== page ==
Elisaeus Adougan was a late 14th century and early 15th century Scottish cleric. His name has been said to have occurred for the first time in a papal letter datable to 25 November 1390, but this letter is simply a repetition of another addressed to him, dated 2 August that year; both letters address him as the rector of the parish church of Kirkmahoe, and authorise him to take up the position of provost of the Collegiate Church of Lincluden providing he resigned Kirkmahoe within a period of two years.

Adam de Lanark, O.P. was a 14th-century Scottish Dominican friar and prelate. Possibly from a Lanark burgess family, he was a Dominican and a priest by 1356, and by 1364 was styled Magister, indicating the completion of a long university education. He first appears in the sources, c. 1355/6 as a confessor of King David II of Scotland; he retained this royal position through the 1350s and into the 1360s; Adam received a number of English safe-conducts to visit King David, who for a time was a prisoner in England.

Thomas de Buittle [Butil, Butill, Butyll, Butyl, Bucyl] was a Scottish prelate, clerk and papal auditor active in the late 14th and early 15th centuries. Probably originating in Galloway, Scotland, Thomas took a university career in canon law in England and France, before taking up service at the court of Avignon Pope Benedict XIII. He obtained a number of benefices in the meantime, including the position of Archdeacon of Galloway, and is the earliest known and probably first provost of the collegiate church of Maybole. The height of his career came however when the Pope provided him to the bishopric of Galloway, a position he held from 1415 until his death sometime between 1420 and 1422.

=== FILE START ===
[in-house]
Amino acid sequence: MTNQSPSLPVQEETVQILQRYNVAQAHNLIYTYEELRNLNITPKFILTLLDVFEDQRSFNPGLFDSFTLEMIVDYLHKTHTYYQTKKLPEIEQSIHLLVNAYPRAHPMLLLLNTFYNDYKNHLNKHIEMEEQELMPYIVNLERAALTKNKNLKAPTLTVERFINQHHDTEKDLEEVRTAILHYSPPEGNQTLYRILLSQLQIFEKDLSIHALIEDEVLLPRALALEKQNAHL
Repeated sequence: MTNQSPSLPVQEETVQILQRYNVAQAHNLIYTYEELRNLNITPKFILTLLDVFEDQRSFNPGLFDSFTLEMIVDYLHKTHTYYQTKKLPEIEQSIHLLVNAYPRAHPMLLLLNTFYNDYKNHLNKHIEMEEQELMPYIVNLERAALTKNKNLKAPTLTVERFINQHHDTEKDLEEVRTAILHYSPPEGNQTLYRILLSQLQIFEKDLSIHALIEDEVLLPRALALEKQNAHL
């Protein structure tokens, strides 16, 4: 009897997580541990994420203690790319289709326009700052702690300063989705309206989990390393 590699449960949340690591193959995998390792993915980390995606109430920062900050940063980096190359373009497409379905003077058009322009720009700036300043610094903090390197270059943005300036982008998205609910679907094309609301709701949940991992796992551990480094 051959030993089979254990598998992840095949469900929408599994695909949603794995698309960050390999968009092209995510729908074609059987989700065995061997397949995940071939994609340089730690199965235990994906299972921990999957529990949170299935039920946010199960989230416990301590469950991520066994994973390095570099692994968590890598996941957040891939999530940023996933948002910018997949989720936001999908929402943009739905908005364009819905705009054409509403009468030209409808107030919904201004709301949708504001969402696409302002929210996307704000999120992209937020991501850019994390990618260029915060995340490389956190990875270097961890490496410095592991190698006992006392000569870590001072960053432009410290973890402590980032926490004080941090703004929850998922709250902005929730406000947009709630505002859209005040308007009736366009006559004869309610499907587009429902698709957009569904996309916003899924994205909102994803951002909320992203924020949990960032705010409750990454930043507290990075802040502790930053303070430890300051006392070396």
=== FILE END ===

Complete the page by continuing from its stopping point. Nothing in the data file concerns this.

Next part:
Gavin Hamilton, bishop of Galloway, was the second son of John Hamilton of Orbiston, Lanarkshire. The father, descended from Sir James Hamilton of Cadzow, fell at the battle of Langside, fighting for Mary, Queen of Scots.

William Couper (1568–1619) was a Bishop of Galloway in Scotland.

Andrew Lamb, was Bishop of Brechin and Bishop of Galloway.

Richard Sherlock (priest)

Richard Sherlock was a seventeenth-century English priest.

Lawrence Charteris (1625–1700) was an influential Scottish minister.

William Robertson (Irish priest)

William Robertson (1705–1783) was an Irish clergyman, known as a theological writer and schoolmaster. Theophilus Lindsey wrote of Robertson as "the father of unitarian nonconformity".

Keith Graham Riglin is an Anglican bishop in the Scottish Episcopal Church. Having ministered from 1983 within Baptist and Reformed churches, he took holy orders in the Church of England in 2008. In January 2021 he was elected Bishop of Argyll and The Isles.